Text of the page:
High Performing Teams: How Do They Interact?

Marcial Losada’s research team studied 60 business teams. They watched and listened and recorded whether team member’s interactions were 1) positive or negative, 2) self-focused or other-focused, and 3) based on asking questions (inquiry) or defending a point of view (advocacy).

Here was the breakdown:
• 25% of the teams met the criteria of high-performing. They achieved high scores on profitability, customer satisfaction ratings and evaluations by superiors, peers and subordinates.
• 30% scored low on all three business indicators and were floundering.
• The rest, the majority, had a mixed profile, doing well in some ways and poorly in others.

There were huge positivity ratio differences between the types of teams: high-performing had 6 positive to every one negative interaction. Mixed-performance teams had a 2 to 1 ratio and low performance teams were well below 1 to 1.

The researchers identified a variable called Connectivity — how much each team member influenced the behavior of the others, how attuned they were to each other.

High-performing teams also had higher connectivity and were equal in the balance of inquiry (asking questions) vs. advocacy (promoting their position or point of view) and outward vs. inward focus. Low-performing teams were low on connectivity and showed almost no outward focus.

Notice the types of interactions among the team members at your next meeting. How could things be improved?

Habit of Gratitude Part 4

Thanksgiving Day Traditions

For some, Thanksgiving Day is far removed from the idea of giving gratitude. If old traditions have fallen by the wayside or if family time is stressful, it can be especially easy to overlook the point of the celebration. Many have created new traditions that serve them better. Some volunteer to serve Thanksgiving dinners at homeless shelters or deliver them to those who are homebound. If you have a traditional dinner with family, consider asking each person to spend a minute or two describing the things that have happened during the year that they are particularly thankful for. Create a new tradition that works for you.

by Edsel L

Habit of Gratitude Part 3

Expressing Gratitude

Have you told the people in your life what you appreciate about them? Consider doing it in writing. Seligman suggests writing a full page with specific details, laminating it and setting a time to get together in person to present itl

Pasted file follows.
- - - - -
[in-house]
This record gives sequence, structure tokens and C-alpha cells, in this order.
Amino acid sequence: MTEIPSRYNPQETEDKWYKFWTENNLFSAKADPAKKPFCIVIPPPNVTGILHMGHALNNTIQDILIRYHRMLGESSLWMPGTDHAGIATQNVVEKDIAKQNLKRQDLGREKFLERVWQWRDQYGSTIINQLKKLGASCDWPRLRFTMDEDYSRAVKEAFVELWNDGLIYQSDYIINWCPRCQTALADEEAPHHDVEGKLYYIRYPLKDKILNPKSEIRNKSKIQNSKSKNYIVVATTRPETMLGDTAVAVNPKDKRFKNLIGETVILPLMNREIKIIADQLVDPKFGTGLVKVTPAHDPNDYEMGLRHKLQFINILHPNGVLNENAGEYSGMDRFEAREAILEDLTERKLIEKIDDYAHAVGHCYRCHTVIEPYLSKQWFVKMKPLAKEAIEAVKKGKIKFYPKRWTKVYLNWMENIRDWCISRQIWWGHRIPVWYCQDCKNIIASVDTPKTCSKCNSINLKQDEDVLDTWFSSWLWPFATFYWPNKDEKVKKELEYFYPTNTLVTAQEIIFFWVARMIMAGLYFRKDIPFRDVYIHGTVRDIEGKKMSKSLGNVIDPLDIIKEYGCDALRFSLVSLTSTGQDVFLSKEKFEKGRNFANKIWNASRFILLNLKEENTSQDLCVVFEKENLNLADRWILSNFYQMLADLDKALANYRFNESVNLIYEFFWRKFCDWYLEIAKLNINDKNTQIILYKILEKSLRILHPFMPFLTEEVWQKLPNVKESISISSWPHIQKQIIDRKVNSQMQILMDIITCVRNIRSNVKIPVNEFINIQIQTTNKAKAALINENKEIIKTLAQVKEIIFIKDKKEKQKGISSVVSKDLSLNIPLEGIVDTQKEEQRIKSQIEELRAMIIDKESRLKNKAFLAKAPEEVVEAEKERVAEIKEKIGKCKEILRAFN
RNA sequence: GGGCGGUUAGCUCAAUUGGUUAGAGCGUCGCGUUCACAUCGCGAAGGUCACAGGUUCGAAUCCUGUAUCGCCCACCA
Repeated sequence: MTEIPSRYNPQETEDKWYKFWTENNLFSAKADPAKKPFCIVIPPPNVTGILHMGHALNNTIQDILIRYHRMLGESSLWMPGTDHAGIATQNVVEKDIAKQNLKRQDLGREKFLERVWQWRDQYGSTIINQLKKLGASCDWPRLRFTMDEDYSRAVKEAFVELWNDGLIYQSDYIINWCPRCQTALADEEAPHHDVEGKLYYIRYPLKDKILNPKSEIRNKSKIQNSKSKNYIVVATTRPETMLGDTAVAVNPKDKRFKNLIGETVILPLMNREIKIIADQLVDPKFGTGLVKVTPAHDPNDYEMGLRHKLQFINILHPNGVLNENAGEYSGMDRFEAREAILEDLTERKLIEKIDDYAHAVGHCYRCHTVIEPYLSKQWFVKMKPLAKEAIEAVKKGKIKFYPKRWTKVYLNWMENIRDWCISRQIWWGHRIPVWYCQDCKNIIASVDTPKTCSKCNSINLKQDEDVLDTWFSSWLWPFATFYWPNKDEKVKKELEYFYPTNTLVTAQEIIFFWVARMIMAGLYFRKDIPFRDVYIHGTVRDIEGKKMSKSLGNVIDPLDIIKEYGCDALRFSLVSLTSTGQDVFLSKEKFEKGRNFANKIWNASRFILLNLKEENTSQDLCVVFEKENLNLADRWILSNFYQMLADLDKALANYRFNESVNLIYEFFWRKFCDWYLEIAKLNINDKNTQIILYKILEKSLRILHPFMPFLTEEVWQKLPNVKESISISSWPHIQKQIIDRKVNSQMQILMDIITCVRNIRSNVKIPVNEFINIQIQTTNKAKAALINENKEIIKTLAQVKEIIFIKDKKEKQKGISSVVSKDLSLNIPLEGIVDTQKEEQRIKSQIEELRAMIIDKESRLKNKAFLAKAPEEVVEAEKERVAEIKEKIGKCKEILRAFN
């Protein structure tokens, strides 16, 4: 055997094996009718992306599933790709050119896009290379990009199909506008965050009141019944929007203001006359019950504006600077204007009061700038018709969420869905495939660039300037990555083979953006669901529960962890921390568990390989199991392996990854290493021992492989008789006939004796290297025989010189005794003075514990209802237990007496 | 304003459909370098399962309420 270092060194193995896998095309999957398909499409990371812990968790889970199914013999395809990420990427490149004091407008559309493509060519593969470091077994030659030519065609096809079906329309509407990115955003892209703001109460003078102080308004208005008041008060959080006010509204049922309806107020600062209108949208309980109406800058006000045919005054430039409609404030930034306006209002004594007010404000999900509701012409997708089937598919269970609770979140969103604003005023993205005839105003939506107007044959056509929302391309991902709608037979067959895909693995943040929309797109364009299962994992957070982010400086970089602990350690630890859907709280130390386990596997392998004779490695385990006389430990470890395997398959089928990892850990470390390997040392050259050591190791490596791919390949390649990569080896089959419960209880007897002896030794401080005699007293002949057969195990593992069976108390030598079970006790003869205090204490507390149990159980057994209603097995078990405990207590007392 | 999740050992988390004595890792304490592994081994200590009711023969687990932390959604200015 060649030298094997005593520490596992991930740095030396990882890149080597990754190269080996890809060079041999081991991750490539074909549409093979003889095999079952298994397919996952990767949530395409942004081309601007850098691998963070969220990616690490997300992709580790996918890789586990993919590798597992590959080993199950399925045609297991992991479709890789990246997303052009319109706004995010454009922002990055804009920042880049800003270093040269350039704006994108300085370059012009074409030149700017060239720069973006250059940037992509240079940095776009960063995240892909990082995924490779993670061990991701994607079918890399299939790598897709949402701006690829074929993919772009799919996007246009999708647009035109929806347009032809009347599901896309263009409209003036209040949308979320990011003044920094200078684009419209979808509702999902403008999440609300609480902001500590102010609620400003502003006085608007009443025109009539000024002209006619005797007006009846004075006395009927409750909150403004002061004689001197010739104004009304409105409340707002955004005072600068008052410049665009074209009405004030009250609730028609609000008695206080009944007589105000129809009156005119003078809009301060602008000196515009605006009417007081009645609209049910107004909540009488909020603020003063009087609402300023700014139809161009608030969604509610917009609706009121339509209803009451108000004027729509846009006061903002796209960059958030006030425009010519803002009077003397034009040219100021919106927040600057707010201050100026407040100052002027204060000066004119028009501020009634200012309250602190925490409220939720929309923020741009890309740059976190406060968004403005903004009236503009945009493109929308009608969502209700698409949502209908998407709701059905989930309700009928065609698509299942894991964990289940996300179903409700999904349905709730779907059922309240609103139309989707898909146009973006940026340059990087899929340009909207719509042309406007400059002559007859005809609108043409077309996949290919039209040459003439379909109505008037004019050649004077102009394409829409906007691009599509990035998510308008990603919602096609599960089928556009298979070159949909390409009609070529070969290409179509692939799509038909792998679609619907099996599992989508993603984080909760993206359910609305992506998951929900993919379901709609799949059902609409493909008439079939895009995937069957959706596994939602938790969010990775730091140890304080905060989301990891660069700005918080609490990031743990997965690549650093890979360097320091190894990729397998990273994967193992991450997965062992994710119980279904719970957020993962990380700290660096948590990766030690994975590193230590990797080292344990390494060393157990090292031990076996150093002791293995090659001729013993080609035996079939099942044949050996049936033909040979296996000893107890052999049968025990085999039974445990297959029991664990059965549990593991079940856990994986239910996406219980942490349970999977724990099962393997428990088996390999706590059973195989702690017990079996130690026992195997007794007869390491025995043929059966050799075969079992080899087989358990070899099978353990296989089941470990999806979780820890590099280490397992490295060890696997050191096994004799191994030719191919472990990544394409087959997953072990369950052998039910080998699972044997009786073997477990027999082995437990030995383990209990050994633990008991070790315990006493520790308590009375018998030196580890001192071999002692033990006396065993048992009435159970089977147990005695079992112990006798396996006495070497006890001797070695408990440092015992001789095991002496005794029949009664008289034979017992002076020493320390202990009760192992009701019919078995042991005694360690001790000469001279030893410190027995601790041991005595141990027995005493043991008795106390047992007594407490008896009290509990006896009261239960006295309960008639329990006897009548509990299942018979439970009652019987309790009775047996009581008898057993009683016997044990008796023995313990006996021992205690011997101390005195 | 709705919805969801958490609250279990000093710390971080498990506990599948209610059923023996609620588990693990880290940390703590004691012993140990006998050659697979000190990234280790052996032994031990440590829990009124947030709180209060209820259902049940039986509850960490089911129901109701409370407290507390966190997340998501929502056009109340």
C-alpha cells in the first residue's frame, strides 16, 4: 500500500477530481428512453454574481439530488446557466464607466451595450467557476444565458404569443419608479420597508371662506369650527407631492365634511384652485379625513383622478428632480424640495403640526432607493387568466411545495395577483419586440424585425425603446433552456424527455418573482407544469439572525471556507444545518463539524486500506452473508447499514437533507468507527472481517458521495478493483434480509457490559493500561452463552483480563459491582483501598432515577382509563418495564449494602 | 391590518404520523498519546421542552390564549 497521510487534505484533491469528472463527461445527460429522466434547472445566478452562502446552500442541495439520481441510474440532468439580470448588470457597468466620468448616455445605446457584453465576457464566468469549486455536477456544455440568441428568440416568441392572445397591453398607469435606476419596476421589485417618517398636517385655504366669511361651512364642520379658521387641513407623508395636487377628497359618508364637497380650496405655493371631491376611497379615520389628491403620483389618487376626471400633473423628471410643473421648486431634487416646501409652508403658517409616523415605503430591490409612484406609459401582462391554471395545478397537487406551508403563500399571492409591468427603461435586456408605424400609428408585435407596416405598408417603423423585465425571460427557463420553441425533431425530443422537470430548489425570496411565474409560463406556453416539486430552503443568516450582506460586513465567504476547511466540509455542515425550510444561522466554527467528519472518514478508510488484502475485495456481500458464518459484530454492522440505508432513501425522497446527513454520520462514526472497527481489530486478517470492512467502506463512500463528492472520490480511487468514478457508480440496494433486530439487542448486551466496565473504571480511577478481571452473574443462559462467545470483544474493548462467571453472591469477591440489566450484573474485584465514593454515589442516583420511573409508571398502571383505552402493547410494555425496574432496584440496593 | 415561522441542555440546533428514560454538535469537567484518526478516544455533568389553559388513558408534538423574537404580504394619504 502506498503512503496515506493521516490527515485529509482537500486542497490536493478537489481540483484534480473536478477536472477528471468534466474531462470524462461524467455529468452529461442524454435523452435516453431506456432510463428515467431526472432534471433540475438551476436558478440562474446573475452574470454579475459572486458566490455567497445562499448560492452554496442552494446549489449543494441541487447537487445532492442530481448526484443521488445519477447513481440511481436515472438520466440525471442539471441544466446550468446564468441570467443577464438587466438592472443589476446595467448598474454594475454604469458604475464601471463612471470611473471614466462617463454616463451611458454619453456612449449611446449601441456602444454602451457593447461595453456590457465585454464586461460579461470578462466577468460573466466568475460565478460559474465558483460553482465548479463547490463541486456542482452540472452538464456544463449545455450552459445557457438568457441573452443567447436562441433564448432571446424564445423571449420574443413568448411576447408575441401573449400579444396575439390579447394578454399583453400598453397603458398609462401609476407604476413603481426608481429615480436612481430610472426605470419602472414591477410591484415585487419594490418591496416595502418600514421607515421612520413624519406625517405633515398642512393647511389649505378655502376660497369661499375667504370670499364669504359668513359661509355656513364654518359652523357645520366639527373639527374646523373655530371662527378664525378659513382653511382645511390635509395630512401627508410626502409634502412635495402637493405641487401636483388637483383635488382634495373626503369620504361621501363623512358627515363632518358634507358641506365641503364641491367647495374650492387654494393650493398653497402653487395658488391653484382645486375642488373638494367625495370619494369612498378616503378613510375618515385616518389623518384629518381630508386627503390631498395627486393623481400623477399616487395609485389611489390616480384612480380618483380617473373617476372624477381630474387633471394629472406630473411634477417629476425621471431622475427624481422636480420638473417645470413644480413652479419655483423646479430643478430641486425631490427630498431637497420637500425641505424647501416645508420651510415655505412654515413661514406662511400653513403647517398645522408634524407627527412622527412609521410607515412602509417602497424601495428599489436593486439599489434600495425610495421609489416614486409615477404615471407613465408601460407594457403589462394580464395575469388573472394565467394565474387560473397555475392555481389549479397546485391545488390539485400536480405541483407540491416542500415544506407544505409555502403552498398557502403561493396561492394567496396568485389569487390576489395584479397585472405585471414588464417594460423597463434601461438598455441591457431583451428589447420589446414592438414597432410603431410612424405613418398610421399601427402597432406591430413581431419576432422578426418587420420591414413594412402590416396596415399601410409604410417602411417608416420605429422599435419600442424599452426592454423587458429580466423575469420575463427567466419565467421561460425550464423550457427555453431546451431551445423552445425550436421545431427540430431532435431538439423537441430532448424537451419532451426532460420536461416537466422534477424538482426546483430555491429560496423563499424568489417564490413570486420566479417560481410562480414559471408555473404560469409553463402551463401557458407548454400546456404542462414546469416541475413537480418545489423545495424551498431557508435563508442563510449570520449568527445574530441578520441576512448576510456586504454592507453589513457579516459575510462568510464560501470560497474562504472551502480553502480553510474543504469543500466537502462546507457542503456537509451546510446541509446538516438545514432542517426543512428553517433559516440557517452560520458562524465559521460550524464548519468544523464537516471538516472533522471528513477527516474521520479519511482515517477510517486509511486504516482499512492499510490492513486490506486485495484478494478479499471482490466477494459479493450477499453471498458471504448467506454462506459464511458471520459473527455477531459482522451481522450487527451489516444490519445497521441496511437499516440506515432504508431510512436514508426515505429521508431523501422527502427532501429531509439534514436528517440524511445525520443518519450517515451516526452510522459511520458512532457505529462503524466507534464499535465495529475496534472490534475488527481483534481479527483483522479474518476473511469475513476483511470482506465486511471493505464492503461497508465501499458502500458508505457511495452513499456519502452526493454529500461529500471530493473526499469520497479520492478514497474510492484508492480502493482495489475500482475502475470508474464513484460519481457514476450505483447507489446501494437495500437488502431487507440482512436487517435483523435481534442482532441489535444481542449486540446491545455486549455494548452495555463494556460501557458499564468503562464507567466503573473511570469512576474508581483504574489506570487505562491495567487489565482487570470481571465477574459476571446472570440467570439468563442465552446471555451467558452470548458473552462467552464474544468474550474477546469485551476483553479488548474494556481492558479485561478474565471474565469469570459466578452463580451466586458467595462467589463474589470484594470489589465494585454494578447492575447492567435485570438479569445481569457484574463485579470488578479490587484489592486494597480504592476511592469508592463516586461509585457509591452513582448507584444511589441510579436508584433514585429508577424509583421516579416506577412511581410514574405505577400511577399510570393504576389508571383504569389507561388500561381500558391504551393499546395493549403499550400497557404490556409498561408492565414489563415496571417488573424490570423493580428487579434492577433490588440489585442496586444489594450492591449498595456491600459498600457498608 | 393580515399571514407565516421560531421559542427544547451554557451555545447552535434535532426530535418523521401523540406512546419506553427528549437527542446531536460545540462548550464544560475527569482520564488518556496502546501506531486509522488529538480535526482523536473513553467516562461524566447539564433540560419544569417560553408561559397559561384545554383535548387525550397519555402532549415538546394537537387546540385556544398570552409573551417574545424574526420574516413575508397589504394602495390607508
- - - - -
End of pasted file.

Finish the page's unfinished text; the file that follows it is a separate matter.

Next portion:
Find ways to cultivate the habit of gratitude. Sarah Ban Breathnach, author of Simple Abundance said, “You simply will not be the same person two months from now after consciously giving thanks each day for the abundance that exists in your life. And you will have set in motion an ancient spiritual law: the more you have and are grateful for, the more will be given you.”

In honor of Veteran’s Day, be sure to let those serving in the Armed Forces and their families know how much you appreciate their sacrifices.

By lissalou66

Habit of Gratitude Part 2

Where do you stand?

If you’re curious about your general level of gratitude, go to www.authentichappiness.com and take the gratitude survey (these are also available in the book Authientic Happiness by Dr. Martin Seligman). It’s free, as are all the assessments at that site. They are based on research in positive psychology being conducted at the University of Pennsylvania and other institutions.

Instead of focusing only on mental illness, positive psychology research has been looking to see if traits that make some happier or more optimistic than others can be developed. While it appears that there is a natural leaning toward optimism or pessimism for each individual, experiences also play a role and people can learn more optimistic behaviors. Several studies suggest that optimistic people liver longer and more satisfying lives.

One study was of nuns living very similar lives in a convent. They wrote essays during their early 20s and sixty years later, researchers found that those who expressed the most positive emotions in their essays lived up to ten years longer than those who expressed more negative emotions. Study abstract

You may also want to have a look at researcher Barbara Fredrickson’s findings on the 3:1 positivity ratio and take the Positivity Ratio assessment.

The series continues later this week. Follow this link for more beautiful expressions of gratitude. Pringle Hill’s gratitude journal

Gratitude Journal by Pringle Hill

The Habit of Gratitude Part 1

Thanksgiving is a great time to think about and feel gratitude but let’s not stop there. There are many benefits to the habit of gratitude. Current research has shown that people who feel and show their gratitude are living happier lives. In this series of blog posts we’ll explore ways that you can develop the habit.

The Gratitude List   

Thanks in many languages by woodleywonderworks

Take a few minutes at the beginning or end of each day to write down at least five things for which you are grateful. Imagine a world where the newspapers and news shows focused on all the good things that happen instead of the “newsworthy” bad events. It’s not hard to imagine that it would have a dramatically different impact on the people reading and watching. Changing your personal focus from the things that are going wrong to the things that are going right has a similar effect.